Opinion

Robin Hood (not Mr. Smith) goes to Washington

JUST JACK

In fictional tales, the folk hero “Robin Hood” sees injustice in the land created by an oppressive lord and enforced by his sheriff minion.

The “poor” are under a repressive tax burden, imposed by the lord, while the “rich” enjoy every luxury available. Robin’s practical answer is a redistribution of wealth simply stated as “steal from the rich, give to the poor.” And so Robin Hood rights the wrongs and brings justice to the land.

In more recent history, we have additional examples of redistribution of wealth as a means of correcting apparent social imbalance and social injustice.

“From each according to his ability, to each according to his need” was the simple explanation of a communist system envisioned by Karl Marx. Rather than resort to illegal activity to assure equal distribution of wealth, Marx would have government make the determinations and distributions. We also have exceptional examples of the success of Marx’s economic system in the absolute failure of communist societies.

Today we appear to be embarked on a new endeavor to explore a combination of Robin Hood and Karl Marx. We shall call our new system “Karl Hood” because of the way it embodies some of each process. Under our new system, distribution to the “poor” is assured by government. “Poor” also is defined by government to include those who have made poor life decisions, who have seriously overreached their fiscal means, and those who have found solace in a social welfare system that provides for them. The actual “poor,” those who have contributed every day to the best of their ability and who continuously strive for self-improvement, are minimized in the redefinition.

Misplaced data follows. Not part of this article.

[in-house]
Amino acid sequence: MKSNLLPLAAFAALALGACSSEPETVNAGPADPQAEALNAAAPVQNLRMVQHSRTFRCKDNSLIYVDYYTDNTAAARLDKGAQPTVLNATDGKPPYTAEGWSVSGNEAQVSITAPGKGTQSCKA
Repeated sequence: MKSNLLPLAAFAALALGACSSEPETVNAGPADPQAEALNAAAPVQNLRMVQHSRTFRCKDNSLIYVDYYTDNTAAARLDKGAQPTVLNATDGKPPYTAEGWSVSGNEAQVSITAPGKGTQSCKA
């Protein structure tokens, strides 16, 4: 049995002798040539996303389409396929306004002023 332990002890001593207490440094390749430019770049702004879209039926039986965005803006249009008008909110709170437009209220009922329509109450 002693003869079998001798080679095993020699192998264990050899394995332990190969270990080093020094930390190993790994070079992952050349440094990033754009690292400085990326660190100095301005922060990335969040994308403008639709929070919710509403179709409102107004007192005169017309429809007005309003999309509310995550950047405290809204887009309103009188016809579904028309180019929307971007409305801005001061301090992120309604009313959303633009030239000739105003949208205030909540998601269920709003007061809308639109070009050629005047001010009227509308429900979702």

Under the “Karl Hood” system, government will meet the needs of the poor by taking from the “rich” not through theft, but through taxation. After all, it is common knowledge that “rich” people gained their wealth on the backs of the “poor” and they lead lives of excess and greed. Some how, government has determined that earning a set amount makes a person “rich” and those riches should be shared. Is there any doubt that as the stream of revenue from the “rich” dwindles, the definition of rich will be adjusted downward to make sure we can always care for the “poor”? I wonder what we will do when we use up all the money the rich have and the “poor” become “rich”?

And so we have come full circle with a major twist. Once again we have a system of taking from the rich to give to the poor. This time it isn’t fiction. This time the “hero” is our government.

Where is the Constitution when we need it most?

Jack Hamilton can be reached at gradiver@wavecable.com.

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